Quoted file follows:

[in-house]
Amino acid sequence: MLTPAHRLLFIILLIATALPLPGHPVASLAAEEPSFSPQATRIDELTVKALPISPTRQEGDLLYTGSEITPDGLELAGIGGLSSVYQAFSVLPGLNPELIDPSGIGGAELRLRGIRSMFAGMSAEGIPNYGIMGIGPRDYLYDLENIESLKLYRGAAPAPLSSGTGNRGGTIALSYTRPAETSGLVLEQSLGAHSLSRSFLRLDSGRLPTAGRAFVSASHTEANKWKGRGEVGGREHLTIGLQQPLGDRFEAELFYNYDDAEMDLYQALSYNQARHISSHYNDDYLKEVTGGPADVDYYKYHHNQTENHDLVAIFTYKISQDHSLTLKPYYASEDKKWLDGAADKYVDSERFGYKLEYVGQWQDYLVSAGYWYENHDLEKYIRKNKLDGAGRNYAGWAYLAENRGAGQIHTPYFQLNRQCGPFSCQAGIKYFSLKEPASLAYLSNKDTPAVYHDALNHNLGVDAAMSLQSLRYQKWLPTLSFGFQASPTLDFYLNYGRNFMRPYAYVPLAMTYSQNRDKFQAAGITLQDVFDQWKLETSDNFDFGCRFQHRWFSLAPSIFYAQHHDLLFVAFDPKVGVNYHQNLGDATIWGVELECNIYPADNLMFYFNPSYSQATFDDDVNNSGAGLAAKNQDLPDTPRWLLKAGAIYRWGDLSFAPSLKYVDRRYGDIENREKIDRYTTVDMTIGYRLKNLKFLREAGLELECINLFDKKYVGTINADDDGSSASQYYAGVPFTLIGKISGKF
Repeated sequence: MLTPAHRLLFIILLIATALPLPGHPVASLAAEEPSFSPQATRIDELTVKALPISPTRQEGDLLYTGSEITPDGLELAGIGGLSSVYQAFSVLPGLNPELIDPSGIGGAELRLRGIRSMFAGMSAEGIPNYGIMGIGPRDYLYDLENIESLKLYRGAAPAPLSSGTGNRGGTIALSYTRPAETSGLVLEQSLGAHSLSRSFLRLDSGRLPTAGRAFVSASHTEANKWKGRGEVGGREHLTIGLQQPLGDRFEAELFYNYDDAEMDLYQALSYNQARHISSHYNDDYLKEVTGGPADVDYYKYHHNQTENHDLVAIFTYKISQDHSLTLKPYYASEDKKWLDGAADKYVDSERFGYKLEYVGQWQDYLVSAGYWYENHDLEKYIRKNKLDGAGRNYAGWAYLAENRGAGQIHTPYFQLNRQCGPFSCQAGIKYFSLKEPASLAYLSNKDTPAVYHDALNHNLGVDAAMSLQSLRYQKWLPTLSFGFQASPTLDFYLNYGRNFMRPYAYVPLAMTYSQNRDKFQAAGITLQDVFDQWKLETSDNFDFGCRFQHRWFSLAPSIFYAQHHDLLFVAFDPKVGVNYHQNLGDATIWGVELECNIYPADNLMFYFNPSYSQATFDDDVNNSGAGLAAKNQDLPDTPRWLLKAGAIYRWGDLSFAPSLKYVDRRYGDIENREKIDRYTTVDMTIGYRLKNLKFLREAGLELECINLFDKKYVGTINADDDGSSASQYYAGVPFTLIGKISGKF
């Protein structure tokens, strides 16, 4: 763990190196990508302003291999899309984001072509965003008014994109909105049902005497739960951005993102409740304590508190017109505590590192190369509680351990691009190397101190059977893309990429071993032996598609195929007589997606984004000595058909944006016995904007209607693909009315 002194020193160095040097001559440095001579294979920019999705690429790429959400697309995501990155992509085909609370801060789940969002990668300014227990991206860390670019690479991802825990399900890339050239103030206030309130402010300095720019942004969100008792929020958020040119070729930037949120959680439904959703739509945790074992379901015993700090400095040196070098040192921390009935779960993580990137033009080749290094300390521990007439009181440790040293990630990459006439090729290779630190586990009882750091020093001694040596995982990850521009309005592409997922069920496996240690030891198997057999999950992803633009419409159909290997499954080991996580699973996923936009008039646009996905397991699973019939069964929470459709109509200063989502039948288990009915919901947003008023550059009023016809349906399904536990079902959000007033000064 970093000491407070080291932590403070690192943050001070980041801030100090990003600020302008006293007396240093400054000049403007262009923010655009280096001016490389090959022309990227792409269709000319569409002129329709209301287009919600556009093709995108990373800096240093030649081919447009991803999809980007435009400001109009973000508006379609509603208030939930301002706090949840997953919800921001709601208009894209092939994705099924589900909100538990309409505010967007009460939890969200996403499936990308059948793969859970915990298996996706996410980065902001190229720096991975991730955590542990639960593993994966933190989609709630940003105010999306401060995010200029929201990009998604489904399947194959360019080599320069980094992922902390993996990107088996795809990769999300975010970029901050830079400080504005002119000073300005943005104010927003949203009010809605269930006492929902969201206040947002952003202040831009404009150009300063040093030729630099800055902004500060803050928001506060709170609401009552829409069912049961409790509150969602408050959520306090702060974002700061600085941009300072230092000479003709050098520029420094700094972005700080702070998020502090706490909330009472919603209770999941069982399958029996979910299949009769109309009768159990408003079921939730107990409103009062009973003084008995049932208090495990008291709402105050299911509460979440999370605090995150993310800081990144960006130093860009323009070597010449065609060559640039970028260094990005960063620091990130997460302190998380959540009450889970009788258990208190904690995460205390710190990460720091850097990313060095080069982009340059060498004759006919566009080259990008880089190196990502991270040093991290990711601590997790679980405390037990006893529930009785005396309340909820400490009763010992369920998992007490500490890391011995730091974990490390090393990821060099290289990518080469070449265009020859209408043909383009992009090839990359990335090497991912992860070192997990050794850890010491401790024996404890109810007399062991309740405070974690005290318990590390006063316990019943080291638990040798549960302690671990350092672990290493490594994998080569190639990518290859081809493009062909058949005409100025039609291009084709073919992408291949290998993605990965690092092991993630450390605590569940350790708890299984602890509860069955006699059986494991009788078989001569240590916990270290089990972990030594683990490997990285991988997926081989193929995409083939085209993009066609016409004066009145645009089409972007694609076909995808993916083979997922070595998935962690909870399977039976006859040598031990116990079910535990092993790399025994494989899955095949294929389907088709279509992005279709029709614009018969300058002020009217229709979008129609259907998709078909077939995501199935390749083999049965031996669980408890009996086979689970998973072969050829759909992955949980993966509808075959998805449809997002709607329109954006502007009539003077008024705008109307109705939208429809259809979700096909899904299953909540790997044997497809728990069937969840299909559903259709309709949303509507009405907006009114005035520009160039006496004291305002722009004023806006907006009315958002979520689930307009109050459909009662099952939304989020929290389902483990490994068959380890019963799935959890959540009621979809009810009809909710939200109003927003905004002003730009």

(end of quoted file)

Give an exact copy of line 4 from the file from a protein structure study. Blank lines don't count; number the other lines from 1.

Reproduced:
């Protein structure tokens, strides 16, 4: 763990190196990508302003291999899309984001072509965003008014994109909105049902005497739960951005993102409740304590508190017109505590590192190369509680351990691009190397101190059977893309990429071993032996598609195929007589997606984004000595058909944006016995904007209607693909009315 002194020193160095040097001559440095001579294979920019999705690429790429959400697309995501990155992509085909609370801060789940969002990668300014227990991206860390670019690479991802825990399900890339050239103030206030309130402010300095720019942004969100008792929020958020040119070729930037949120959680439904959703739509945790074992379901015993700090400095040196070098040192921390009935779960993580990137033009080749290094300390521990007439009181440790040293990630990459006439090729290779630190586990009882750091020093001694040596995982990850521009309005592409997922069920496996240690030891198997057999999950992803633009419409159909290997499954080991996580699973996923936009008039646009996905397991699973019939069964929470459709109509200063989502039948288990009915919901947003008023550059009023016809349906399904536990079902959000007033000064 970093000491407070080291932590403070690192943050001070980041801030100090990003600020302008006293007396240093400054000049403007262009923010655009280096001016490389090959022309990227792409269709000319569409002129329709209301287009919600556009093709995108990373800096240093030649081919447009991803999809980007435009400001109009973000508006379609509603208030939930301002706090949840997953919800921001709601208009894209092939994705099924589900909100538990309409505010967007009460939890969200996403499936990308059948793969859970915990298996996706996410980065902001190229720096991975991730955590542990639960593993994966933190989609709630940003105010999306401060995010200029929201990009998604489904399947194959360019080599320069980094992922902390993996990107088996795809990769999300975010970029901050830079400080504005002119000073300005943005104010927003949203009010809605269930006492929902969201206040947002952003202040831009404009150009300063040093030729630099800055902004500060803050928001506060709170609401009552829409069912049961409790509150969602408050959520306090702060974002700061600085941009300072230092000479003709050098520029420094700094972005700080702070998020502090706490909330009472919603209770999941069982399958029996979910299949009769109309009768159990408003079921939730107990409103009062009973003084008995049932208090495990008291709402105050299911509460979440999370605090995150993310800081990144960006130093860009323009070597010449065609060559640039970028260094990005960063620091990130997460302190998380959540009450889970009788258990208190904690995460205390710190990460720091850097990313060095080069982009340059060498004759006919566009080259990008880089190196990502991270040093991290990711601590997790679980405390037990006893529930009785005396309340909820400490009763010992369920998992007490500490890391011995730091974990490390090393990821060099290289990518080469070449265009020859209408043909383009992009090839990359990335090497991912992860070192997990050794850890010491401790024996404890109810007399062991309740405070974690005290318990590390006063316990019943080291638990040798549960302690671990350092672990290493490594994998080569190639990518290859081809493009062909058949005409100025039609291009084709073919992408291949290998993605990965690092092991993630450390605590569940350790708890299984602890509860069955006699059986494991009788078989001569240590916990270290089990972990030594683990490997990285991988997926081989193929995409083939085209993009066609016409004066009145645009089409972007694609076909995808993916083979997922070595998935962690909870399977039976006859040598031990116990079910535990092993790399025994494989899955095949294929389907088709279509992005279709029709614009018969300058002020009217229709979008129609259907998709078909077939995501199935390749083999049965031996669980408890009996086979689970998973072969050829759909992955949980993966509808075959998805449809997002709607329109954006502007009539003077008024705008109307109705939208429809259809979700096909899904299953909540790997044997497809728990069937969840299909559903259709309709949303509507009405907006009114005035520009160039006496004291305002722009004023806006907006009315958002979520689930307009109050459909009662099952939304989020929290389902483990490994068959380890019963799935959890959540009621979809009810009809909710939200109003927003905004002003730009």